Chengdu: Marathon Meal Of Experimental Cuisine
Even the entrance to Yu Bo's restaurant, like so much else about it, confounds expectations. It's a nondescript doorway into a gray apartment block, through which you are whisked into a hot, hectic kitchen.
A courtyard garden, replete with a tiny pagoda, a minuscule goldfish-filled pond and a clump of bamboo trees, sits on the other side.
That sense of astonishment at this miniature hidden garden blossomed and intensified throughout our extraordinary marathon meal of experimental Chinese cuisine in Chengdu, the capital of southwestern Sichuan province.
Our table was already laid with 12 tiny starters, including plaited Chinese chives, squares of lemon aloe jelly and quail eggs in chili and soy sauce.
From that moment on, dishes arrived at the table at a gallop: piquant pigeon-breast floss; traditional red-braised pork chunks served in blue-and-white china; blowfish from the Yangtze River; a disc of omelet balancing a truffle gilded with gold leaf; dumplings made from wafer-thin cabbage leaves; typical street food — chunks of chillied rice-jelly — topped with the highest of all high-end delicacies, abalone.
This restaurant takes its food seriously. This meal is a communion, with conversation interrupted frequently as the waitress explains each dish.
Presentation is key: Some dishes are culinary works of art with a touch of humor. Yam croquettes filled with double-cooked pork masqueraded as pipa fruits (also known as loquats) against cucumber-carved leaves.
One classic Chengdu dish, tea-smoked duck, is presented as delicate paper-thin slices hanging from a scaffold, to be enfolded in soft bread pockets. And Chef Yu Bo's signature dish — so lifelike one can hardly bear to eat it — is a Chinese calligraphy brush. Its tip is flaky pastry with minced beef filling to be dipped into a tomato "ink."
There's no menu; we are at the mercy of Chef Yu Bo. As with all Chinese banquets, there are some dishes that are challenging, if not downright alarming. Soft-shelled turtle makes an appearance and then, to our surprise, one of the most innocuous-looking dishes turns out to be the most obscure. It was a jadeite-colored steamed egg tinted with spinach, topped with tiny, almost jewel-like transparent clouds, balancing a wolfberry. After much discussion with the waitress, the consensus at our table was these little pockets of blubber constituted some part of a frog's reproductive system.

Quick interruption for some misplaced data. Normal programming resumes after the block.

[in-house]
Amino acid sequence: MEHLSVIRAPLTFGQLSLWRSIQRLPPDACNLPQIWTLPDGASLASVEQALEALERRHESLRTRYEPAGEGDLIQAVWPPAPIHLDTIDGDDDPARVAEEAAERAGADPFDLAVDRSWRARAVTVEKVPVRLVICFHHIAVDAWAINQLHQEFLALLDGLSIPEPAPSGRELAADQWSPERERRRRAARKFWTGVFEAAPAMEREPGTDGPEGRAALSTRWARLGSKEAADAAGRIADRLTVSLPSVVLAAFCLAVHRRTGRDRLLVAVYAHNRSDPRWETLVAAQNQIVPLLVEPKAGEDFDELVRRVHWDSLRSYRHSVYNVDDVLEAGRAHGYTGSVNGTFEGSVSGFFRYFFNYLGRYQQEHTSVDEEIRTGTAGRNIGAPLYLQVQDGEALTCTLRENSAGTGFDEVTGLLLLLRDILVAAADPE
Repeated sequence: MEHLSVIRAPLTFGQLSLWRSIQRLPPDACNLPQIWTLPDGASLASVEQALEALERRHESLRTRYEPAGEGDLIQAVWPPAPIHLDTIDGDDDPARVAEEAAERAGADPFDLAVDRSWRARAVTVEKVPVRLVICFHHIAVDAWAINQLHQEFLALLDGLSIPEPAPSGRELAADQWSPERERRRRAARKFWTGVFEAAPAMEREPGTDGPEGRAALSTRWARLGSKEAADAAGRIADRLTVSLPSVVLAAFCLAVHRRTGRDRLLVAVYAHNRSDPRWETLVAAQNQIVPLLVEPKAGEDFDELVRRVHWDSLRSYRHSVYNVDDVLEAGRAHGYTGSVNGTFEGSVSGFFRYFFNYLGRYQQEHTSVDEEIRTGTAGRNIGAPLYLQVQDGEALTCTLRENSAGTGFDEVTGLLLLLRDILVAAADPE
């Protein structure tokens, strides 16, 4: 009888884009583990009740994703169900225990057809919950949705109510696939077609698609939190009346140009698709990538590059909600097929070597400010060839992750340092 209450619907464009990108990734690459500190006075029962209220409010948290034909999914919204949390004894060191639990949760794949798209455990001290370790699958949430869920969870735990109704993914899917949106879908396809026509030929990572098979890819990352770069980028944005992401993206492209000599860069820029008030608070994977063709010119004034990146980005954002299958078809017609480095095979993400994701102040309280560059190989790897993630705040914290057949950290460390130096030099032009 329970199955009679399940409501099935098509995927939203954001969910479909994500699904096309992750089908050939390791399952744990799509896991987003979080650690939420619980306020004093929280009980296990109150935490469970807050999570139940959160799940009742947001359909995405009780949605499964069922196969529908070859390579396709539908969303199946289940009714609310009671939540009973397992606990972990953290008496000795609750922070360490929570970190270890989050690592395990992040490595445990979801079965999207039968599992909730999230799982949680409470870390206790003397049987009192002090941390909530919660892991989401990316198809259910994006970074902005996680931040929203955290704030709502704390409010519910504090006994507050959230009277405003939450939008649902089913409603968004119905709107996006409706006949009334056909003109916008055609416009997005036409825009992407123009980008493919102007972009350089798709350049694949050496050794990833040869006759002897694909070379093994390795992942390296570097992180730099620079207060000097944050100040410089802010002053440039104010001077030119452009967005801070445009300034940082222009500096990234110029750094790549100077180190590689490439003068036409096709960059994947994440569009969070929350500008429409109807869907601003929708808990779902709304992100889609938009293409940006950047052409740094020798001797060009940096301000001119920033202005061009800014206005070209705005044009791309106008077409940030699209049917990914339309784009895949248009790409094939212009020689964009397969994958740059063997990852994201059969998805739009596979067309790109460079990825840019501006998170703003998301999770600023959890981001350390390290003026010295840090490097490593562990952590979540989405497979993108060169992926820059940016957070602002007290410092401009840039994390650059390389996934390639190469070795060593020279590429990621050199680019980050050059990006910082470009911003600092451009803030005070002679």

I later consulted Chinese food expert Fuchsia Dunlop, an enthusiastic fan of the restaurant, who subsequently turned to two food encyclopedias. It turned out to be hashima, sometimes euphemistically known as snow jelly, which is actually the fat surrounding the ovaries and fallopian tubes of the Heilongjiang snow frog. While the thought of eating frog's ovarian fat was off-putting to say the least, the taste was actually inoffensive to the point of blandness.
And still on and on the dishes kept coming. Finally at dish No. 34, we ground to a halt after a white watermelon dessert inspired by the inventive molecular gastronomy of the Spanish restaurant El Bulli and its chef, Ferran Adria.
Chef Yu Bo is in his 40s and trained in a state-owned restaurant, learning traditional Sichuan cuisine for 10 years. In 1995, he began experimenting, not always to popular acclaim.
"Lots and lots of people don't like my food," he told us, mournfully, "especially Chinese people. They say it's not spicy enough, not mouth-numbing enough, not oily enough."
And he worries about the future.
"China's food culture is over," he pronounced. "There's no talent nowadays. Young people just don't value the skills and discipline to cook."
Its future may be uncertain, but for now, China's food culture is most certainly alive and kicking at Yu's Family Kitchen.
Yu's Family Kitchen — No. 43 Zhai Xiang Zi, Xia Tong Ren Road, Chengdu, China. Telephone: 86-28-8669-1975. Price depends on number of people: Between 200 yuan to 600 yuan per head ($30 to $88).
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